EMPLOYEES & Invest in Them to Enhance Their Productivity

Manage Your Energy, Not Your Time

by Tony Schwartz and Catherine McCarthy, Harvard Business Review, 10/07.

…To effectively reenergize their workforces, organizations need to shift their emphasis from getting more out of people to investing more in them, so they are motivated—and able—to bring more of themselves to work every day. To recharge themselves, individuals need to recognize the costs of energy-depleting behaviors and then take responsibility for changing them, regardless of the circumstances they’re facing.

…People tap into the energy of the human spirit when their everyday work and activities are consistent with what they value most and with what gives them a sense of meaning and purpose. If the work they’re doing really matters to them, they typically feel more positive energy, focus better, and demonstrate greater perseverance. Regrettably, the high demands and fast pace of corporate life don’t leave much time to pay attention to these issues, and many people don’t even recognize meaning and purpose as potential sources of energy. Indeed, if we tried to begin our program by focusing on the human spirit, it would likely have minimal impact. Only when participants have experienced the value of the rituals they establish in the other dimensions do they start to see that being attentive to their own deeper needs dramatically influences their effectiveness and satisfaction at work.

… To access the energy of the human spirit, people need to clarify priorities and establish accompanying rituals in three categories: doing what they do best and enjoy most at work; consciously allocating time and energy to the areas of their lives—work, family, health, service to others—they deem most important; and living their core values in their daily behaviors.

To help program participants discover their areas of strength, we ask them to recall at least two work experiences in the past several months during which they found themselves in their “sweet spot”—feeling effective, effortlessly absorbed, inspired, and fulfilled. Then we have them deconstruct those experiences to understand precisely what energized them so positively and what specific talents they were drawing on. If leading strategy feels like a sweet spot, for example, is it being in charge that’s most invigorating or participating in a creative endeavor? Or is it using a skill that comes to you easily and so feels good to exercise? Finally, we have people establish a ritual that will encourage them to do more of exactly that kind of activity at work…

Read more at … https://hbr.org/2007/10/manage-your-energy-not-your-time

MANAGEMENT & The Three Eras of Leadership Management: A Brief History #HarvardBusinessReview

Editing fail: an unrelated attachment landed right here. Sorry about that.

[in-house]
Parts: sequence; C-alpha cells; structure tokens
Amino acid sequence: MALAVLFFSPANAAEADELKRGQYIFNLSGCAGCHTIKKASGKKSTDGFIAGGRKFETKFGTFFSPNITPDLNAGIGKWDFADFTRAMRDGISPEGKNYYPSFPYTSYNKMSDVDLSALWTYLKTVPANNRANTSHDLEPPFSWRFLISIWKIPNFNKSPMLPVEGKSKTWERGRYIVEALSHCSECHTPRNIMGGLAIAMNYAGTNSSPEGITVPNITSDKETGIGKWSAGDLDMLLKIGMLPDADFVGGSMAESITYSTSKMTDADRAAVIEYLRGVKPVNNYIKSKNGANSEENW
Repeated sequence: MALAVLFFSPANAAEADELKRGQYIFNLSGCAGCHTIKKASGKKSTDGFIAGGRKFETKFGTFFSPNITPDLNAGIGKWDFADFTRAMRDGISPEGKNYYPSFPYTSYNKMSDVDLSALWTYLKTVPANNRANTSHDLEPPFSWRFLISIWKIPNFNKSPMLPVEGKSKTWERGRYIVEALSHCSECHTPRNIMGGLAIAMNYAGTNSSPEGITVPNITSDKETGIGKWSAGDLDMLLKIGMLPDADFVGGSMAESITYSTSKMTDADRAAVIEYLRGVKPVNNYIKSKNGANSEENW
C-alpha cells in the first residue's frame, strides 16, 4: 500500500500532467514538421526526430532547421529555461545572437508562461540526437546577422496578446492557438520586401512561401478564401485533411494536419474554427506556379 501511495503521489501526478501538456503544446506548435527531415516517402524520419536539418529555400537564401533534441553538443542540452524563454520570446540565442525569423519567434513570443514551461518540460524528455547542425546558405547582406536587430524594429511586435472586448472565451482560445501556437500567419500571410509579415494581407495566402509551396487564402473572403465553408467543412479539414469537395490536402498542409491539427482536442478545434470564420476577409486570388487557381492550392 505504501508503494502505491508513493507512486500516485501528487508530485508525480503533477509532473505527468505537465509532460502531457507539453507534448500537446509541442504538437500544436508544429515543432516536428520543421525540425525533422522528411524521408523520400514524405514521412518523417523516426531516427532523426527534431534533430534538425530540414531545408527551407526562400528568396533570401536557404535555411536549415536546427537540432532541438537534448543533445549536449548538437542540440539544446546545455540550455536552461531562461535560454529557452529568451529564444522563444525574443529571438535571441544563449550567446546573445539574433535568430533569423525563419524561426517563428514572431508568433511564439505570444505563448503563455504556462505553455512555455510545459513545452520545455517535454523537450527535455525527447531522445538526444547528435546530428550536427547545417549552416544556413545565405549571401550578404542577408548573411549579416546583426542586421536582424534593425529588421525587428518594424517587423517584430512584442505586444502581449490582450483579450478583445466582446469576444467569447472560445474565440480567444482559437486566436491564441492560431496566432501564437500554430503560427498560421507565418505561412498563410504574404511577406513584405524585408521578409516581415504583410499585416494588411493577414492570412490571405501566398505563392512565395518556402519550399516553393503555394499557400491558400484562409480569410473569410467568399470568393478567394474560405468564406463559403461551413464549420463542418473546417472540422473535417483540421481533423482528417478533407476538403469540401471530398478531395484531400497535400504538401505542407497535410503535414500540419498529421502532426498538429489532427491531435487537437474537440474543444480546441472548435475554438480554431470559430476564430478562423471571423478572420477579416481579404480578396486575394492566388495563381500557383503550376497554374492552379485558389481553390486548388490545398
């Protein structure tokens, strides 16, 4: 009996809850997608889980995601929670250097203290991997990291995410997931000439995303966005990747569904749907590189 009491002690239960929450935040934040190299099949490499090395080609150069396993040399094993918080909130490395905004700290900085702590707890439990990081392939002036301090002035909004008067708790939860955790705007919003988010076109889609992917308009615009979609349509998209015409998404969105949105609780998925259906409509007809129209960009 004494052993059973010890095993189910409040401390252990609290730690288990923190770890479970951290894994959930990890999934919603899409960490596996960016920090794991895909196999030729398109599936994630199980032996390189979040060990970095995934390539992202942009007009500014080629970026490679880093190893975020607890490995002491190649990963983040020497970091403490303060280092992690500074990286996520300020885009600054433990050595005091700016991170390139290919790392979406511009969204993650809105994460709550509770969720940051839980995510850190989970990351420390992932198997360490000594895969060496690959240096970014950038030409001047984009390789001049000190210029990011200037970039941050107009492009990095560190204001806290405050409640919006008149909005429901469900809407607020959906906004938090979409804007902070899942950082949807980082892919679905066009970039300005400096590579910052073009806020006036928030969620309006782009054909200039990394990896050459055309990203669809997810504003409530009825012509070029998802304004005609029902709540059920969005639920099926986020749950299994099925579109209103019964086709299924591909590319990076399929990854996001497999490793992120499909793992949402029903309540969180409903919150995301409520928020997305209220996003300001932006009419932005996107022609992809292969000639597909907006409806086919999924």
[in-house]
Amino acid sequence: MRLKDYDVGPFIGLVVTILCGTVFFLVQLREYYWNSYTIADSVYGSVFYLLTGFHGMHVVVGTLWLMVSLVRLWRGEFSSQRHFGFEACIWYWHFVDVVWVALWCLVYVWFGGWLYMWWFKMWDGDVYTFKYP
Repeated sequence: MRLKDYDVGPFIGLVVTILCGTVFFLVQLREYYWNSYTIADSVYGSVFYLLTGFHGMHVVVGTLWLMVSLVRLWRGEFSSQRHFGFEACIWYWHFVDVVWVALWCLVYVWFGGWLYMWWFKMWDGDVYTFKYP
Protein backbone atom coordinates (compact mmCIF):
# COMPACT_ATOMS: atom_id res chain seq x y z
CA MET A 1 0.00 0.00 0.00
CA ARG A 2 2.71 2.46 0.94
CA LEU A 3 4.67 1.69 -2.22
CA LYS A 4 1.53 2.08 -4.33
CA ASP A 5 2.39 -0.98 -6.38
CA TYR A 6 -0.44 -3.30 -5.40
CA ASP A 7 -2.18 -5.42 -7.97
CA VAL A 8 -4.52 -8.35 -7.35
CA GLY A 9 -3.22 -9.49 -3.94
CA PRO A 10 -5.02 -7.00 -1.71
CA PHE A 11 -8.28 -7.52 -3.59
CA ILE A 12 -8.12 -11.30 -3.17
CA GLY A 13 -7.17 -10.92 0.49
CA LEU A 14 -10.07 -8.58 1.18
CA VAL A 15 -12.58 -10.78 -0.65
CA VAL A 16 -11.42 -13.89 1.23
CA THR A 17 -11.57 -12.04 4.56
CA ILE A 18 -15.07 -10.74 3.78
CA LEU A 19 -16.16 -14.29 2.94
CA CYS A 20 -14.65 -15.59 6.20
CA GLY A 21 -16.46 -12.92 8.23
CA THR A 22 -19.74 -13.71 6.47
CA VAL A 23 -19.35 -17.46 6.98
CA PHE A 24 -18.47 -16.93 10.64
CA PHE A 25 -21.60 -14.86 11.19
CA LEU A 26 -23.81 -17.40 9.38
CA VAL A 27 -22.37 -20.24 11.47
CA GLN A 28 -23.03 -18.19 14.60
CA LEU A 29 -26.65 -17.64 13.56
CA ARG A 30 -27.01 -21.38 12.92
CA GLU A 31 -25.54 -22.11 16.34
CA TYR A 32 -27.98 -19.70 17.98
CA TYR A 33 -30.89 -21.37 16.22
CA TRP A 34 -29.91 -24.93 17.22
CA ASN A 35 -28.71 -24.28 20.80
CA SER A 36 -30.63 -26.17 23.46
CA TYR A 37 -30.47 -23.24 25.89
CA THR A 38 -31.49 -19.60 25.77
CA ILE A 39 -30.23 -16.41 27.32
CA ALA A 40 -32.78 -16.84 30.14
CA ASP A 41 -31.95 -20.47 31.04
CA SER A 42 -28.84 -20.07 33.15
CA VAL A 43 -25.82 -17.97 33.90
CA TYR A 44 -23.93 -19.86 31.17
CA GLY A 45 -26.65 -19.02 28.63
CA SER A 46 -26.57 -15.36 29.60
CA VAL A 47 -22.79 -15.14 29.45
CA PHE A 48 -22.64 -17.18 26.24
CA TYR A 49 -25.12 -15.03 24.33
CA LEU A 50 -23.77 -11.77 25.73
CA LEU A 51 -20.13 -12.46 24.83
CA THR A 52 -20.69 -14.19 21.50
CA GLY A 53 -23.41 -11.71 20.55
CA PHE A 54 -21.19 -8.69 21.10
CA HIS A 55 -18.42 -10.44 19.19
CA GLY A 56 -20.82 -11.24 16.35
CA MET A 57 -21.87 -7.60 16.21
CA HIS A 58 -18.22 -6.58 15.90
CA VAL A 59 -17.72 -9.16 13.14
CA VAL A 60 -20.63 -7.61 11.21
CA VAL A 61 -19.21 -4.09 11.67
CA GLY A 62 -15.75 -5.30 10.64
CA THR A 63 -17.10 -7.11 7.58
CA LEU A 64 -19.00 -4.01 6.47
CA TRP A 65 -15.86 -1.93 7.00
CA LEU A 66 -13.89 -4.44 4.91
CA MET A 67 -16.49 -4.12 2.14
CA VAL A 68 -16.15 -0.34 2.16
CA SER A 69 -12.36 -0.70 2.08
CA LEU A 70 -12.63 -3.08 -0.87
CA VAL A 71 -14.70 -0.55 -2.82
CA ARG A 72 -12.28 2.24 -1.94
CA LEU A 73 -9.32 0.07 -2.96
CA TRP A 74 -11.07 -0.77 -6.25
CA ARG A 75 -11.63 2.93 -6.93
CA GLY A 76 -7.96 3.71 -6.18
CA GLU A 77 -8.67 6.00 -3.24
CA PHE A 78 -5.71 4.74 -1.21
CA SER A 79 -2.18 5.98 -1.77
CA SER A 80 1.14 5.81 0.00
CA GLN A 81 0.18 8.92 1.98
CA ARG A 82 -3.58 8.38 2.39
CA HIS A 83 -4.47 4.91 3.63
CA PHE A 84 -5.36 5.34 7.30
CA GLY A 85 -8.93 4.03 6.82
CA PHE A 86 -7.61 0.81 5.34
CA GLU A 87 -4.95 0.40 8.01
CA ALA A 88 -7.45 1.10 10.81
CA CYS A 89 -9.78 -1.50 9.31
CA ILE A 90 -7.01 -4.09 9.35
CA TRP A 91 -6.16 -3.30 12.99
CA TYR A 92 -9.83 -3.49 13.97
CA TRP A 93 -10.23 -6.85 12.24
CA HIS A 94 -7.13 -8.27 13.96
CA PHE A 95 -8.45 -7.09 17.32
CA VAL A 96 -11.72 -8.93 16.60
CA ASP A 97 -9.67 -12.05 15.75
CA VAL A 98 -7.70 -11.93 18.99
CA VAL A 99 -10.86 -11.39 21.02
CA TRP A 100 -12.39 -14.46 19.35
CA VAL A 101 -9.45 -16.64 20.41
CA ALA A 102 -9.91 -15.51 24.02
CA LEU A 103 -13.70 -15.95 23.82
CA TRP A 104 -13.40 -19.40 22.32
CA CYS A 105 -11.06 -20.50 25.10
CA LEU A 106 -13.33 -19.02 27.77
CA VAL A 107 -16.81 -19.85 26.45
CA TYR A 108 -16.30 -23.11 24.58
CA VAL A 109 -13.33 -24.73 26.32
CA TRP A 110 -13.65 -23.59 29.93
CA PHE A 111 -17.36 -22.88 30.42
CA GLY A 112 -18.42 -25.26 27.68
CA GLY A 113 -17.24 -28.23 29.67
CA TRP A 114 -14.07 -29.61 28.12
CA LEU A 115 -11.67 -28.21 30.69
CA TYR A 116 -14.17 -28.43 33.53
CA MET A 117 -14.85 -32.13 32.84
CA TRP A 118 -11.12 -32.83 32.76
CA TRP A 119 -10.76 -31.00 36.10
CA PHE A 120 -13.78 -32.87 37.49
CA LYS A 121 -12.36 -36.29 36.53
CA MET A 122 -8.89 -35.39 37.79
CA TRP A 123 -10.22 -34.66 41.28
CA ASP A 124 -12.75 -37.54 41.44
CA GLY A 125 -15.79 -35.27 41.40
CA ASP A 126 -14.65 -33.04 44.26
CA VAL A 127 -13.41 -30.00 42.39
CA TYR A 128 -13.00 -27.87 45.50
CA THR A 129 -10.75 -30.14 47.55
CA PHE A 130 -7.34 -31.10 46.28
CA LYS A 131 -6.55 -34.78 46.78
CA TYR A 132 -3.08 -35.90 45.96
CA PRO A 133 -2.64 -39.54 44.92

Commentary by Dr. Whitesel: “As my students know, leadership management has gone through three phases which McGrath calls 1) execution, 2) expertise and 3) empathy. Execution (c. 1650-1920) was the “scientific management” or “Theory X” of Adam Clarke and Frederick Taylor. It had little regard for the worker and only cared about the company. Many companies and churches still operate that way today. The second era of management (c. 1920-1955) is sometimes called “Theory Y,” where the expertise of the leader is valued. Leaders got their MBA degrees and this was supposed to equate to better leadership. But research by Finke and Starke (Churching of America, Rutgers Univ. press) has shown that with church leaders education does not usually lead to better leadership. This is because leaders often don’t apply what they are learning, as they learn it. This is why at Wesley Seminary all of our homework assignments are practical assignments that are applied that week in a ministry. The third era (c. 1955-present) according to McGrath is the era of empathy or what has been called servant or transformational leadership. This indicates sensitivity a) to the worker, b) to the market, c) as well as empathy for people around the world. Called “Theory Z” in keeping with previous nomenclature by Alexander Hill in his book Just Business, I prefer the more descriptive term Transformational Leadership – where leadership transforms for the better: a person, a market and the world. See my chapter on this in Foundations of Church Administration (BeaconHill Publishers, 2009). It is this last type of empathetic leadership that best models the type of leadership that Jesus exemplified.”

Read more at … http://blogs.hbr.org/2014/07/managements-three-eras-a-brief-history/